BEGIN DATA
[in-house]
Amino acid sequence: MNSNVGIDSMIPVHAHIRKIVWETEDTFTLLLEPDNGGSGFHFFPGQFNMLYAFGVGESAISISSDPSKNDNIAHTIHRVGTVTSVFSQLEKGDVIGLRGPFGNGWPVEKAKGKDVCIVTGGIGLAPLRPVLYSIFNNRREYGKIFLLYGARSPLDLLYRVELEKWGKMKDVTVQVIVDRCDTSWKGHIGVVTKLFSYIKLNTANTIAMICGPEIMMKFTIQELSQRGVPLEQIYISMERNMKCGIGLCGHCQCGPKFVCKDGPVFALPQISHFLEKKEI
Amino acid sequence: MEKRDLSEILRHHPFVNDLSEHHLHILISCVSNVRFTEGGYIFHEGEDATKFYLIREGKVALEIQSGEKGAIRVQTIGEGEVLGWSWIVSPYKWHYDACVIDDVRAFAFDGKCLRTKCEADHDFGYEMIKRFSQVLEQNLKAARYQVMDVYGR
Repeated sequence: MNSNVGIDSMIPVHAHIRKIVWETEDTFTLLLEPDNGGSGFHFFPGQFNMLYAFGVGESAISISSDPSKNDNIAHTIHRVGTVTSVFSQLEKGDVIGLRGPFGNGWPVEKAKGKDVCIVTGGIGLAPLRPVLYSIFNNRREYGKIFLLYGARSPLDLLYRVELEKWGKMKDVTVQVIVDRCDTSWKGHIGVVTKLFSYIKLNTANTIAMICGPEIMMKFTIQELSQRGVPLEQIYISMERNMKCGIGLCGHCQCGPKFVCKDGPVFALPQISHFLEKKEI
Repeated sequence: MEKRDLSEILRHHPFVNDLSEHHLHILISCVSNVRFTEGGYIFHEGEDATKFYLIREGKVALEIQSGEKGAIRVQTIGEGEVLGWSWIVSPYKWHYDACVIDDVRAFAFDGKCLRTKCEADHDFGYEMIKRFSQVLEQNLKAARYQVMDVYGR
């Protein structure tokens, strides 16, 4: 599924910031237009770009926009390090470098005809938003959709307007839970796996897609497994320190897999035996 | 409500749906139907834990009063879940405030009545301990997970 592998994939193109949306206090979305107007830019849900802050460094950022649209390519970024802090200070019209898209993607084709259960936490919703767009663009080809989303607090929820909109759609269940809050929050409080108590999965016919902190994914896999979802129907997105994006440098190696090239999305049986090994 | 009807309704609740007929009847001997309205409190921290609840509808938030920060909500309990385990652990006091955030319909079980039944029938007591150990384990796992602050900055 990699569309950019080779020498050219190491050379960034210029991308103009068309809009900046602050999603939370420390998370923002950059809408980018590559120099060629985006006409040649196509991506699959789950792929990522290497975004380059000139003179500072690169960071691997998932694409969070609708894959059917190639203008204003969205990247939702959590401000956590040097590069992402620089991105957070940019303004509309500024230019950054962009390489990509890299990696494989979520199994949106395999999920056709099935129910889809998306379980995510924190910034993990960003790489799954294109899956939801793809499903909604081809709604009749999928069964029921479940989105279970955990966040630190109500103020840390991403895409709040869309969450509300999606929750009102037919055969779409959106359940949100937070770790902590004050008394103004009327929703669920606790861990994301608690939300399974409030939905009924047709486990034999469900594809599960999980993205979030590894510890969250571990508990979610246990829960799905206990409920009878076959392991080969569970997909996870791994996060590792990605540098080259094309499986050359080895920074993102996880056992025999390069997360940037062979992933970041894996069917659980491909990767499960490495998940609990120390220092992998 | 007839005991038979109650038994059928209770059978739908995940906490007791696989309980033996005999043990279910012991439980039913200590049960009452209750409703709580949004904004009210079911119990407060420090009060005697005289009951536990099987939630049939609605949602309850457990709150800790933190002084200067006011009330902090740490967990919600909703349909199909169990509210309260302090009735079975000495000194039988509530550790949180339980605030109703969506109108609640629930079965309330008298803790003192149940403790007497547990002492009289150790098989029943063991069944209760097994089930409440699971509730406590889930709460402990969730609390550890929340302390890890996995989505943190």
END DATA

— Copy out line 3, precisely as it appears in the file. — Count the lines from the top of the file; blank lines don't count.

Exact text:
Amino acid sequence: MEKRDLSEILRHHPFVNDLSEHHLHILISCVSNVRFTEGGYIFHEGEDATKFYLIREGKVALEIQSGEKGAIRVQTIGEGEVLGWSWIVSPYKWHYDACVIDDVRAFAFDGKCLRTKCEADHDFGYEMIKRFSQVLEQNLKAARYQVMDVYGR